The answer rests in efficiency. A modern commercial solar panel is about 20% efficient. Combined with a 80% efficient power transmission system, a 90% efficient battery charger and a 75% efficient cordless drill, about 10% of that kW of solar power, or 100W, makes it to the work piece.
Contrast this with agriculture, which also requires arable land, fertilizer, pesticide, and irrigation. Plants spend most of their energy transpiring water to keep cool in the sun, and are less than 0.1% efficient at converting solar energy into digestible starch. Cows or yeasts are about the same. Then the human metabolism is about 5% efficient at converting consumed energy to mechanical work.
So while a solar powered electric system is 10% efficient, an agricultural system is 0.000005% efficient. This is the main reason that farms are really big. To create value, they have to capture a lot of sunlight, which is rather dispersed. This is also the reason why biofuels can never scale to completely replace gasoline. Their end-to-end efficiency is thousands of times lower than solar and batteries, and there isn’t enough arable land to produce enough ethanol. Not even close.
To dwell on power transmission for a moment, let’s consider trees. Trees are self-powered, but they’re not generally considered to be capable of locomotion. Animals that move need to eat a lot of plants to concentrate the stored solar energy. This is why very few animals bother with photosynthesis. Likewise, some electrical applications require so little energy that they can be powered directly by solar panels. But most human machines are too energy intensive to be powered in this way.
For instance, at highway speeds my car consumes about 15kW. If this were provided by a solar panel, in addition to being unable to drive at night, the car would need to be 50m long to fit in a standard lane. In the US this may be permitted on certain roads at certain times with escort vehicles; the SpaceX Falcon 9 rocket first stage is of a similar size.
Clearly, solar panels on houses or in dedicated farms are needed to concentrate the sun’s power. A transmission grid continues to dispatch the supply to the end user.
How many solar panels are needed? Lots and lots! For a rough estimate, recall that solar is about 2000 times as efficient as non-meat food production, but that per capita energy consumption is only 1% food in industrial societies. Therefore, about 5% of the area devoted to agriculture is necessary to meet foreseeable electricity needs. About 11% of Earth’s land surface is used for crops, so we’re talking about 0.5%.
As an example, using only desert military bases in California and Nevada, which receive a lot of sun, would produce enough power to supply the entirety of North America. In practice, a mix of rooftop solar and utility farms in sunny areas is the most robust approach.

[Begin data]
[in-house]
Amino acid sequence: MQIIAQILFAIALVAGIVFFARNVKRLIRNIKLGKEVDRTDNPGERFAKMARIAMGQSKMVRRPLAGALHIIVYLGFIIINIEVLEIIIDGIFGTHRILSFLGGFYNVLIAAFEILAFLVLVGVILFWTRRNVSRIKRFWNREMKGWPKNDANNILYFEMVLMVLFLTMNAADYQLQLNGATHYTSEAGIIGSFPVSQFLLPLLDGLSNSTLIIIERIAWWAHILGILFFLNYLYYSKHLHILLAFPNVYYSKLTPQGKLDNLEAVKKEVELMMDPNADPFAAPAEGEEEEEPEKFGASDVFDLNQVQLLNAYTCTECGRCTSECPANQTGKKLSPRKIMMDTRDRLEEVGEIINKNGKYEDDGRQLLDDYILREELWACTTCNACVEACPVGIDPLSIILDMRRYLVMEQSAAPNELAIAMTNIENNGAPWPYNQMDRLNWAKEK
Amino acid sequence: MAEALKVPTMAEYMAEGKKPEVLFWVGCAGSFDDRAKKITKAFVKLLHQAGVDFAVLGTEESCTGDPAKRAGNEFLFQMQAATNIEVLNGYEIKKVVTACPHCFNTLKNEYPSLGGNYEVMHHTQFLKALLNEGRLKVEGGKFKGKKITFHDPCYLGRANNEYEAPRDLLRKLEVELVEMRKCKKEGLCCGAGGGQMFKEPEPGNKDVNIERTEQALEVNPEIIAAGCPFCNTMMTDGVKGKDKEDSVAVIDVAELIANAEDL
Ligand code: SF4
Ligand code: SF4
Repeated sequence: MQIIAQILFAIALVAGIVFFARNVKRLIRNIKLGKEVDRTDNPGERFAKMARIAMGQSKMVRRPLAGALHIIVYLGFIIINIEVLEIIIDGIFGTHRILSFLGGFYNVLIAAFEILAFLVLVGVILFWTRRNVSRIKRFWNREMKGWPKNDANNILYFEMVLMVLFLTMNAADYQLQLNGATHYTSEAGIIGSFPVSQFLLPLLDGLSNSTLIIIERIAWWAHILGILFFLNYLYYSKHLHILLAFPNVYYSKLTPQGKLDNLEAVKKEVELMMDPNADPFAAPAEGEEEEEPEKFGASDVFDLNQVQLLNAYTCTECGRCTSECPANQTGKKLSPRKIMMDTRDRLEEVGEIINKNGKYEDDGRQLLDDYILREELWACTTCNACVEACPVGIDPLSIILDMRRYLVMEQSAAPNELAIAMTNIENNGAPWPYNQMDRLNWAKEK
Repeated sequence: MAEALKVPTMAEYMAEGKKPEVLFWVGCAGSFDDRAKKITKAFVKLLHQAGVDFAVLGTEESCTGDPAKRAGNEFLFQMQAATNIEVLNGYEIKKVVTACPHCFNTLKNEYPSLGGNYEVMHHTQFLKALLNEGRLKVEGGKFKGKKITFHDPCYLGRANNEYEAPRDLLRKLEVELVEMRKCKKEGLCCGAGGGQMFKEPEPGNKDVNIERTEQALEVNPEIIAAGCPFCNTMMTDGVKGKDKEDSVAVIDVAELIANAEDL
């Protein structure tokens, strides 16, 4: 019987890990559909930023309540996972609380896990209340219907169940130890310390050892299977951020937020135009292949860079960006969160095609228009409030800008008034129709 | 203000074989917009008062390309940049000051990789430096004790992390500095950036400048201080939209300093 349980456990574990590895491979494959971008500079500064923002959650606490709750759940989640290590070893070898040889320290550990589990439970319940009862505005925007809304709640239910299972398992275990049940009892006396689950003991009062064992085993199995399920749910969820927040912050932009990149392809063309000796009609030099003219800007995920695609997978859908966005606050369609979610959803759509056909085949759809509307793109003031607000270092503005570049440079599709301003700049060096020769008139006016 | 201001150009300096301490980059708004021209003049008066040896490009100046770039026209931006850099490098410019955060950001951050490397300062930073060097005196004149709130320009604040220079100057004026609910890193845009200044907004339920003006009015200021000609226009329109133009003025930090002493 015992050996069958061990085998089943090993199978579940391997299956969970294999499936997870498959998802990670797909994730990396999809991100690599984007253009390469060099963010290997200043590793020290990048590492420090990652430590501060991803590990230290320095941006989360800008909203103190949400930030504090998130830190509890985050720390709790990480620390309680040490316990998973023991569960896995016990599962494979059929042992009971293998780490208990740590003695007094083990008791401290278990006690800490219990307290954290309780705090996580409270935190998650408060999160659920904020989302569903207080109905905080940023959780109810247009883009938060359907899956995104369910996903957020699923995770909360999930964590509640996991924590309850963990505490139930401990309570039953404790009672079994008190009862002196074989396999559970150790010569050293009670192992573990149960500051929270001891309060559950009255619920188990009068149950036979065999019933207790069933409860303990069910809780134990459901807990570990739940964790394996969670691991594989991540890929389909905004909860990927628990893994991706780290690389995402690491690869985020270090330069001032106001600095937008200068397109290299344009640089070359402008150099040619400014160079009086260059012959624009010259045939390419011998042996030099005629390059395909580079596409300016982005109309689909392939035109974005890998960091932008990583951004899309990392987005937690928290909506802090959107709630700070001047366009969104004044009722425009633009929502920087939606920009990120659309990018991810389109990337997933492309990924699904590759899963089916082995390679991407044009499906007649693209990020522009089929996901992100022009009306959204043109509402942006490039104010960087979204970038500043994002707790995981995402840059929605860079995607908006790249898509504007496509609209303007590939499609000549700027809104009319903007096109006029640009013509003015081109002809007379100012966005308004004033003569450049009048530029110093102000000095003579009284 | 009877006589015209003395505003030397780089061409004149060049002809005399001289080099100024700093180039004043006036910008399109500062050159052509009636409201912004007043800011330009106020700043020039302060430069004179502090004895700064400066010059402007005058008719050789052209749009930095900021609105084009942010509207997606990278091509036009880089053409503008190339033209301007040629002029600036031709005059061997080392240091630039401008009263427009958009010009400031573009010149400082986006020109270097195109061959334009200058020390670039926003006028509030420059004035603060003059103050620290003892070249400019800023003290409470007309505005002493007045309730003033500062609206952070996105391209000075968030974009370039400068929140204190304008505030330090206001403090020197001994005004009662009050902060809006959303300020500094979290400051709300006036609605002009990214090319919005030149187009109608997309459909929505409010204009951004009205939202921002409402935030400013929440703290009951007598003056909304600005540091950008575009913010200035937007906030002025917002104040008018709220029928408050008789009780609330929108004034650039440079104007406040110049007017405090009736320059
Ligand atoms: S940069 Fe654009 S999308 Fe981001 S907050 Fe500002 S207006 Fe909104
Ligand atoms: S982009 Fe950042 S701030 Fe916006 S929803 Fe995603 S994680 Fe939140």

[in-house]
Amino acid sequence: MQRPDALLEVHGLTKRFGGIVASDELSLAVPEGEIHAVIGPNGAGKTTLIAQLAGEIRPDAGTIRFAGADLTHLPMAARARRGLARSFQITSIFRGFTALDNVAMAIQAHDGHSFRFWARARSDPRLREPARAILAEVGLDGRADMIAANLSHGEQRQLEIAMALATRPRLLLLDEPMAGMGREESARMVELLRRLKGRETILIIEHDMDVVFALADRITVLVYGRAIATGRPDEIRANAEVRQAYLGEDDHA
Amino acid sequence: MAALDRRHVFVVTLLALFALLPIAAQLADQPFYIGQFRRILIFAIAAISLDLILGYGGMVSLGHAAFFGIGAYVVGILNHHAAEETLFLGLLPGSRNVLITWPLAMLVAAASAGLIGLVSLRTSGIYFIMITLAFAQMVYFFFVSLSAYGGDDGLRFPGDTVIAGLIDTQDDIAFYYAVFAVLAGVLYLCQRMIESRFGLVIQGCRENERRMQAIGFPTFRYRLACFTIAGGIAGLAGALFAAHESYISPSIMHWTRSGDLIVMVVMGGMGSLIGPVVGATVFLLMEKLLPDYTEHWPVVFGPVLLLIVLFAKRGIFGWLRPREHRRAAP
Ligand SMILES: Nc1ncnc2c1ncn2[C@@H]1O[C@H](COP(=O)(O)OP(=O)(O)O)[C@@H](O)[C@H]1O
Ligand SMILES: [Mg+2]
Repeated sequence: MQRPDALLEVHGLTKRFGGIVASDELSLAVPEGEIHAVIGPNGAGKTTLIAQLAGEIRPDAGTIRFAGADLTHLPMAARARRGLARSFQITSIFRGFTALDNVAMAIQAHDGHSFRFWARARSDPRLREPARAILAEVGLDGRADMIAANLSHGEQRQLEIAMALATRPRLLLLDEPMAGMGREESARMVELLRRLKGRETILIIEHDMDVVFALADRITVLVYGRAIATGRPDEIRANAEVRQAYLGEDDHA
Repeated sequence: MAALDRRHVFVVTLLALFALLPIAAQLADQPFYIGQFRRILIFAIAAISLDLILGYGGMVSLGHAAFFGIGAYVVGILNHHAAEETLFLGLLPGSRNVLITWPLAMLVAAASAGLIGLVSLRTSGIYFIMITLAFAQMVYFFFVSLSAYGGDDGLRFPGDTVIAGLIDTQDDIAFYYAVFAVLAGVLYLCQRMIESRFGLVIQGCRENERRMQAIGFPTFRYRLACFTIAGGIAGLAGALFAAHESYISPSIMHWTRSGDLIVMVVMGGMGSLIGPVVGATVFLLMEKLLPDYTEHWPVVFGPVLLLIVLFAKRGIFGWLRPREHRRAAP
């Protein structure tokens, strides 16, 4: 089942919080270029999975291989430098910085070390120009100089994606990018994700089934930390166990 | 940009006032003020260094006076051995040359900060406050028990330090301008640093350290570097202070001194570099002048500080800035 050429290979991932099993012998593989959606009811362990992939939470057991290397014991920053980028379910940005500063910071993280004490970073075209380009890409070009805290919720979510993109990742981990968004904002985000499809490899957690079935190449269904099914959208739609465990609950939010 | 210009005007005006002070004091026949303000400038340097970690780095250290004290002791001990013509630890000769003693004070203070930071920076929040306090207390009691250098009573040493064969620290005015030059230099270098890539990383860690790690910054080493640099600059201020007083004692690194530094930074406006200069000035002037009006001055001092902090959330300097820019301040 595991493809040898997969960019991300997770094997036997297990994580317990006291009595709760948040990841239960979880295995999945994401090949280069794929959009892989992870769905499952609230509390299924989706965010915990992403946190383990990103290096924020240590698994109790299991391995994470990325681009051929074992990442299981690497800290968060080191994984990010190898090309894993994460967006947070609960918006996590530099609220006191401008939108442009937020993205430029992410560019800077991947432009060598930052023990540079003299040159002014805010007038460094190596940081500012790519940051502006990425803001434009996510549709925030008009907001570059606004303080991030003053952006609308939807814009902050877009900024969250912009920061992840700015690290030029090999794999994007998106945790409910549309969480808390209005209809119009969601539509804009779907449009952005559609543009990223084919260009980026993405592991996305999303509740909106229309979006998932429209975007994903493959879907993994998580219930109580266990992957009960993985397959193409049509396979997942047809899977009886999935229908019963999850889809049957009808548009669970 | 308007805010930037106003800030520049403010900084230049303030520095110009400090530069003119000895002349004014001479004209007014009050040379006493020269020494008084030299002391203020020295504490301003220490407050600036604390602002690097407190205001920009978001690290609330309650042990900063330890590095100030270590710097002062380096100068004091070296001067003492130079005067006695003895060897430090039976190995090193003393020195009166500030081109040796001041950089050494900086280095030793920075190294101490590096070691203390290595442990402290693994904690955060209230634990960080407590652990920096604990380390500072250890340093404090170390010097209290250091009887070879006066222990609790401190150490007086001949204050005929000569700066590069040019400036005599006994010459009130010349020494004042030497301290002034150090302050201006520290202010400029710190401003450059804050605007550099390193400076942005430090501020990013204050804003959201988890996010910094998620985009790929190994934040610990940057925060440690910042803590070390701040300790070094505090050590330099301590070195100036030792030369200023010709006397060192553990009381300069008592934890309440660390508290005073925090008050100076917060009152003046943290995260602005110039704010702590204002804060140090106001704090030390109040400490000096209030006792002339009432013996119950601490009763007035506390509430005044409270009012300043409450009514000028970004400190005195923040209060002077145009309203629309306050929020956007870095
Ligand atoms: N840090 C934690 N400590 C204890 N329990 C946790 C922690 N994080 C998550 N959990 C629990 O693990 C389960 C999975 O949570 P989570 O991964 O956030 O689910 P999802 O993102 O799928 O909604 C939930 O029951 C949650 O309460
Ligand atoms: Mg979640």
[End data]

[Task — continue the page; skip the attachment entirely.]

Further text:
It’s instructive to consider areal land uses for other forms of energy production. In Australia’s picturesque Hunter Valley, there are several enormous open cut coal mines. I computed that a solar farm operating for 20 years will produce energy equivalent in value to a coal seam 3m thick. That is, even if the coal is at the surface, and it’s not, if it’s less than 3m thick it’s better to use as a foundation for solar panels than to dig it up and burn it. Further, there aren’t that many coal seams that thick anymore! A similar argument about nuclear power, given a 20km exclusion zone, shows that more energy rains down from the sky in that area than can be produced by fission.
Coal – leave it in the ground.
Like wind, solar is not a continually available resource. It varies daily and seasonally. For this reason, a smarter grid with responsive demand, intersticial storage, and a rational pricing strategy is a worthy goal. In practice, this means that in the future power will be very cheap at noon and during summer, so all sorts of new applications are possible. My favorite examples, though far from exhaustive, are aluminium production and mass desalination for agriculture, both of which require power below the price of 1c/kWh.
Indeed, in 2017 solar power supply bids reached 2.7c/kWh in Mexico, indicative of a long awaited reversal of the decades-long trend of gradually increasing energy costs. Extrapolating is risky business, but at present rates solar power will reduce in price by a factor of 10 every 17 years. Continuing that trend, in 2050 power will be cheap enough to artificially refill rivers parched by global warming with pumps and desalination, for example.
This trend need not stop in 2050. It is my belief that by the time I die, historians will see the period between 1973 and 2013 as an anomaly, a blip, a detour into computing on an otherwise unbroken industrial trend towards ever greater deployment of useful energy for peaceful humanitarian purposes.
What is The Program? The Program is a vision for the mass deployment of solar power, smart grid technology, grid storage, and electric vehicles. It is now economically viable to talk about public funding of generational infrastructure on the supply side, while a clear roadmap will drive private innovation in vehicle design.